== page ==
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Low cost, folding sound cart


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Rastorder makes one, and it will fold flat, but it's not inexpensive: http://www.rastorder.com.au/product_foldup.htm I think it's very, very well designed and worth the money, but that's a s

Another vote for the Rastorder Foldup cart. It's light, folds flat when you remover the quick detatch wheels. And it has options for boom pole/antenna mast holders along with hooks for cables.

I bought one of these and even though it doesn't fold as small as a Rock-n-roller, I like it very much! https://rhinotufftools.com/

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  • 8 months later...

You could always drop an email to Martins martins.rozentals@cider.lv. He is in Latvia but his folding cart is a fraction of the cost of a Rastorder and shipping from Oz or Latvia cannot be a big cost difference. Shipping 2 makes more sense.

 

 

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While the above cart does look like a good cheap alternative to the Rastorder. I feel the extra money I spent for the quality of a rastorder was well spent. Without seeing this cart in person there is a couple of simple design/implementation flaws that don't fit my standards. That said I need sit down with my cart to compare, at least mentally. Thank you to all out there that design and build carts/specialist carrying devices.

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Again found a similar folding cart, made by the house brand of German music equipment vendor Thomann: the Millenium Go-Kart Truck XL. Identical in carrying capacity to Rock-N-Roller’s mid-range R10 model, but $100~ USD less.

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It seems to be exclusively sold by Thomann, though they offer a three-year warranty and 30-day return policy. I may end up purchasing this one for an upcoming feature, along with Rock-N-Roller’s carpeted shelf to see if they’re compatible. My only wish was that Thomann/Millenium also sold wider casters for more challenging terrain, but I bet I can find stem casters sold elsewhere that may fit.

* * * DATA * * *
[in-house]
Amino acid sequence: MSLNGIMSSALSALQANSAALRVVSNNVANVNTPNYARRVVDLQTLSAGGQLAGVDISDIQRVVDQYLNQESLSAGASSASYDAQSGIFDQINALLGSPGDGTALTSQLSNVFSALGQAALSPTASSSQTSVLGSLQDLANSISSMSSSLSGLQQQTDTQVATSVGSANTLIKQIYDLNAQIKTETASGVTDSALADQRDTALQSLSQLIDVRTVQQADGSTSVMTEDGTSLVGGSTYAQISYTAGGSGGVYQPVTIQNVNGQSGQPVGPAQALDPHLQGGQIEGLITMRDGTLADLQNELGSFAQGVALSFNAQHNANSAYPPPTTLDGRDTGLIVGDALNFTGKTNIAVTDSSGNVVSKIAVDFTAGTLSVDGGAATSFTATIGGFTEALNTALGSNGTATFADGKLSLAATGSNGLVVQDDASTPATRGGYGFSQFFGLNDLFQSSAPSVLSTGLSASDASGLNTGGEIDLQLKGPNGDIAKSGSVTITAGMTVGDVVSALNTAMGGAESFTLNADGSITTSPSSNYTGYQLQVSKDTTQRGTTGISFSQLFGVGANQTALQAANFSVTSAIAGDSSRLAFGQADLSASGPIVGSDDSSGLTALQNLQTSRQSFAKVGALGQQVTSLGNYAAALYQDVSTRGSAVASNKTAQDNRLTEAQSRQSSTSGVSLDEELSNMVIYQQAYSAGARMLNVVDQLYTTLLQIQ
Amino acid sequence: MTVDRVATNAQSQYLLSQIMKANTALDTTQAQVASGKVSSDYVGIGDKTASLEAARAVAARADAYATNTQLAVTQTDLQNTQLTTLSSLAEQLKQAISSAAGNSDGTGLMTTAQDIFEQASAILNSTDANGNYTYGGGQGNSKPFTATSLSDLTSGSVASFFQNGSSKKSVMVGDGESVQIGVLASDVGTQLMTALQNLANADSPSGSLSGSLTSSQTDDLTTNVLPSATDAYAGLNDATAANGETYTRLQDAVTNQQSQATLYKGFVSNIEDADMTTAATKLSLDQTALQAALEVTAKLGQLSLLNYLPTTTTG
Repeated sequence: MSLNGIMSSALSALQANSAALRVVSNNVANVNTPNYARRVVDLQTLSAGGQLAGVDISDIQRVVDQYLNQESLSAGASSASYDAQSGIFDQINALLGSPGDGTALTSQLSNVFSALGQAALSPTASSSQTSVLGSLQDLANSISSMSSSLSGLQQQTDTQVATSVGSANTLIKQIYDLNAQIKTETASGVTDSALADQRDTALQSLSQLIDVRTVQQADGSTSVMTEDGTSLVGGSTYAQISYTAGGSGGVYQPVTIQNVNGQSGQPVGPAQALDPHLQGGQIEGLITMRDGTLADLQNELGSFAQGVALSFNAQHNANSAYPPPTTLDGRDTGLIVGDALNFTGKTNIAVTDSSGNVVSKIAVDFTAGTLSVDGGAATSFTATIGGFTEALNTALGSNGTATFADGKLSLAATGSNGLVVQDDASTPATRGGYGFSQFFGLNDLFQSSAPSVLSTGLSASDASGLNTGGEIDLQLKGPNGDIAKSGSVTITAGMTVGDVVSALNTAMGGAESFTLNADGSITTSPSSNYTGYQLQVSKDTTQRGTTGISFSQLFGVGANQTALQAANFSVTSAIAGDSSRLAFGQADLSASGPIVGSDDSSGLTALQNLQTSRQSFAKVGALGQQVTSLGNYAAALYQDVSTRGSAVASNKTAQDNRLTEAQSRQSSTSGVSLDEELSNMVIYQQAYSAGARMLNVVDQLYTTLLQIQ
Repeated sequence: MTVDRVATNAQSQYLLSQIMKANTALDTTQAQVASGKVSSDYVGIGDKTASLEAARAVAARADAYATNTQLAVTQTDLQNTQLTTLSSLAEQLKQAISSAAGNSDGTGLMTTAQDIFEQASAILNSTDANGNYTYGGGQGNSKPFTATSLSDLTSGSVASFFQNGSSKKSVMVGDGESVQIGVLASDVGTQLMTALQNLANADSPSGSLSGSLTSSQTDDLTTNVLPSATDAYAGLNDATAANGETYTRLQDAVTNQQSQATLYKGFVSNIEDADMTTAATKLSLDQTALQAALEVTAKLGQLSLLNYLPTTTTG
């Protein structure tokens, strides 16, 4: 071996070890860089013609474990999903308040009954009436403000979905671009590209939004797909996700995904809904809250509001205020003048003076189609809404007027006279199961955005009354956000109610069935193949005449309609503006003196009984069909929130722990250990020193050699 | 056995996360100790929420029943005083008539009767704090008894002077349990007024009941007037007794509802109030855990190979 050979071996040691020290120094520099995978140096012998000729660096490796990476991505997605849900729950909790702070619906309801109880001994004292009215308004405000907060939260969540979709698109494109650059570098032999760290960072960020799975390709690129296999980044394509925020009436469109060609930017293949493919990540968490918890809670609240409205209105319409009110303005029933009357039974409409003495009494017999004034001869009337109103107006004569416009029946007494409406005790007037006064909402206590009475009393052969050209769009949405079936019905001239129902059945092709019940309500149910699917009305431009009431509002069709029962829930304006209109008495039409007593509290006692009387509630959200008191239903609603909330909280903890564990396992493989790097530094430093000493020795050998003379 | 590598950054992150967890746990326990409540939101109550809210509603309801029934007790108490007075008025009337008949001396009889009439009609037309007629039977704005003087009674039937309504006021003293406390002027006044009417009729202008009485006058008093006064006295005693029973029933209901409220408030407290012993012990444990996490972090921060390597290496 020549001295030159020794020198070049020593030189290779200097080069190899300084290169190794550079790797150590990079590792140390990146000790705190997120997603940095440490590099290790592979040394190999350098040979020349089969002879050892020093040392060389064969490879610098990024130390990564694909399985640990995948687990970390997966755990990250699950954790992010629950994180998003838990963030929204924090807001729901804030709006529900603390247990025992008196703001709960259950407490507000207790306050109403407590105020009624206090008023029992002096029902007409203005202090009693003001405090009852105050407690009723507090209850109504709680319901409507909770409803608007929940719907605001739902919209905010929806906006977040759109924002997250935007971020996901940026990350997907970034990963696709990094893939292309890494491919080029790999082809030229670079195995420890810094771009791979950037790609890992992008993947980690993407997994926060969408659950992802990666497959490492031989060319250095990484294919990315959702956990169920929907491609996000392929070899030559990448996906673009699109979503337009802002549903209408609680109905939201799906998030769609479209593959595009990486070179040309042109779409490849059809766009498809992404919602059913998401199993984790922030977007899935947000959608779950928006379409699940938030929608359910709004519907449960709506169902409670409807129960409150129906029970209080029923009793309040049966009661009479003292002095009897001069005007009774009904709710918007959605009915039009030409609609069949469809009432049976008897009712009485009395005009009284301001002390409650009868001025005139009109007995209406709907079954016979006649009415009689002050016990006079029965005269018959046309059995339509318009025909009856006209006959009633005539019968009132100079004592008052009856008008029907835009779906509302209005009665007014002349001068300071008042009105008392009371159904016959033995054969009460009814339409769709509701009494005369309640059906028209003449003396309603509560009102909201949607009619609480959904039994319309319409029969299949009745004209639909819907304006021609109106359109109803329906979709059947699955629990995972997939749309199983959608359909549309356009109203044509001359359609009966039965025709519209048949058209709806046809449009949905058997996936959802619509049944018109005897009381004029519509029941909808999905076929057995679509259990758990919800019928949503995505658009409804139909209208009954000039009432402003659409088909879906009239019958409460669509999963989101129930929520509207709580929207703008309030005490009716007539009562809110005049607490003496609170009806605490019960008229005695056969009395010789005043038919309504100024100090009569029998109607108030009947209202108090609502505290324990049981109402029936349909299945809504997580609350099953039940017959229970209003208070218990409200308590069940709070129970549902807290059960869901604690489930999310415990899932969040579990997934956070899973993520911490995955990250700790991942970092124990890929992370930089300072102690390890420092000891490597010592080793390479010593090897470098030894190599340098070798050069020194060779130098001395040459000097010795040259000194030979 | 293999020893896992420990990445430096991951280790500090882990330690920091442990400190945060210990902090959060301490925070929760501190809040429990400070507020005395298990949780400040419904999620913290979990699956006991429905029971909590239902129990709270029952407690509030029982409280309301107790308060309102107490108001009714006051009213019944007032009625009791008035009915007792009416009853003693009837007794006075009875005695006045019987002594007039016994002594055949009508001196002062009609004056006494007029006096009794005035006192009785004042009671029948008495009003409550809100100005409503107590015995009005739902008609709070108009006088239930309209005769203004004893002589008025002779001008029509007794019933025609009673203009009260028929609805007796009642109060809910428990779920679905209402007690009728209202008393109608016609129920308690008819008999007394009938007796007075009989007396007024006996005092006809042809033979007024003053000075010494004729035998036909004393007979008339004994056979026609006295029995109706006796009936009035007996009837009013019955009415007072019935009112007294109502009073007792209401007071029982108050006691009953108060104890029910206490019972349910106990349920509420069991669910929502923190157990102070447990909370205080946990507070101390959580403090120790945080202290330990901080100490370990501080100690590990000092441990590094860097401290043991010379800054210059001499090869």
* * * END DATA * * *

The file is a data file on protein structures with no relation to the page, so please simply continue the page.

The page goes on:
Also, I found a video from photographer Tony Roslund showing his simple Rock-N-Roller modification to make the shelf accessory easier to install:

 

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If you can still find them, the original Skyline verticale carts could fold completely flat like the Latvian ones mentioned above. Skyline carts were made by Wilcox Sound and served as a template for PSC, Rastorser, and other verticale carts. I used one for many year before building a bigger more permanent cart. But I’ve recently been working on a hand truck style cart using a three stage cart like @cmgoodin uses, so that the cart itself is more useful for loading in and out. I’ve attached a pelican case with drawers to it, as well as other modifications. I’ll post photos once it’s finished. So far this is my most versatile cart, and also serves as a good follow cart when using my larger cart as my main sound cart. 

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The "Skyline" carts, or mine anyhow, were made by 3-G Welding (of Calabasas, CA), and sold through Wilcox and the old ASC.  I did fold mine up and air-ship it a few times, as well as trucked it in its folded up state.  It didn't hold up as well in combat as the PSC cart that imitated it, I had to have the bottom shelf (usually home to the battery or a large power amp for playback jobs) rewelded to the rest of the cart 3 times over the years when cracks appeared in the metal.  But they are lighter than the PSC carts, light enough that you could easily pick up the empty cart with one hand!  That Latvian cart is a good homebrew imitation (bolts instead of welding, so you'll be tightening up stuff all the time in use).   Rastorder etc are whole generations farther on in all ways than these old carts.   Has anyone ever developed a wider "track" set of wheels for the Zucas?  They are a very cool solution but I wish they were a bit wider re: tipping when there is weight (like recorder) on the top.

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  • 2 weeks later...
On 7/8/2019 at 8:11 AM, Daniel Ignacio said:

Again found a similar folding cart, made by the house brand of German music equipment vendor Thomann: the Millenium Go-Kart Truck XL. Identical in carrying capacity to Rock-N-Roller’s mid-range R10 model, but $100~ USD less.

10909522_800.jpg

It seems to be exclusively sold by Thomann, though they offer a three-year warranty and 30-day return policy. I may end up purchasing this one for an upcoming feature, along with Rock-N-Roller’s carpeted shelf to see if they’re compatible. My only wish was that Thomann/Millenium also sold wider casters for more challenging terrain, but I bet I can find stem casters sold elsewhere that may fit.

Also, I found a video from photographer Tony Roslund showing his simple Rock-N-Roller modification to make the shelf accessory easier to install:

 

Dan,

Thanks to you, I ordered this cart and a quick set shelf from Rock-N-Roller, all provided by Thomann, just received today and starting building my cart. The pieces are compatibles, not designed to be but it feels sturdy enough. Thanks

 

 

 

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